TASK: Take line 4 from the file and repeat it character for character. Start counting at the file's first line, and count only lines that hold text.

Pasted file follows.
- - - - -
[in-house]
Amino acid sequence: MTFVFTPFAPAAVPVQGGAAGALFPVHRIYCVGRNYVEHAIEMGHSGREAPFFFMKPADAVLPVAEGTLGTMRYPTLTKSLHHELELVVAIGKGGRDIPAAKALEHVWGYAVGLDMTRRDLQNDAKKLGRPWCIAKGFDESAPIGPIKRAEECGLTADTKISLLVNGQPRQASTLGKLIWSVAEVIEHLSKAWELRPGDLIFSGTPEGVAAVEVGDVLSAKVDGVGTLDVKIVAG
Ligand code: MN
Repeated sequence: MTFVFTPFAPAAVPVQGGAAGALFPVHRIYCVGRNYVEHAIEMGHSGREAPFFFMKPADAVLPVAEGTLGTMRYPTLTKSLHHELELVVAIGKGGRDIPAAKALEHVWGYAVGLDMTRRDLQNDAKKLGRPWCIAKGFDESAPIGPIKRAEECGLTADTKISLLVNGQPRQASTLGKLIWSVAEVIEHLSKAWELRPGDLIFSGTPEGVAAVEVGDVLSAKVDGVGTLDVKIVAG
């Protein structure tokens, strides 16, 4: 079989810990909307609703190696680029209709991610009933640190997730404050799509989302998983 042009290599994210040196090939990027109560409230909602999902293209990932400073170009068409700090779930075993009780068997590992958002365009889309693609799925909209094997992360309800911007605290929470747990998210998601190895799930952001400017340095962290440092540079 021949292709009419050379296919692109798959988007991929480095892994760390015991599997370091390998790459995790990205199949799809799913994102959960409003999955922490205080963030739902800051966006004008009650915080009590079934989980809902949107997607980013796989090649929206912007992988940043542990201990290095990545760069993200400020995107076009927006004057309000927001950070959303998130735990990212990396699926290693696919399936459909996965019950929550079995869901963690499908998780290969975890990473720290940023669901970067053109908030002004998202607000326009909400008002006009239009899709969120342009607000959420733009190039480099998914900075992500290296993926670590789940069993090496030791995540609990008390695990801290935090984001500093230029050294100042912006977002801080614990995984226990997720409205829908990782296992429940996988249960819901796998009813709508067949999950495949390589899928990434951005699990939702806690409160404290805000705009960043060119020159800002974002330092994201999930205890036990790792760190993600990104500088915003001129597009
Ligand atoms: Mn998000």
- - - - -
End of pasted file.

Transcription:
Repeated sequence: MTFVFTPFAPAAVPVQGGAAGALFPVHRIYCVGRNYVEHAIEMGHSGREAPFFFMKPADAVLPVAEGTLGTMRYPTLTKSLHHELELVVAIGKGGRDIPAAKALEHVWGYAVGLDMTRRDLQNDAKKLGRPWCIAKGFDESAPIGPIKRAEECGLTADTKISLLVNGQPRQASTLGKLIWSVAEVIEHLSKAWELRPGDLIFSGTPEGVAAVEVGDVLSAKVDGVGTLDVKIVAG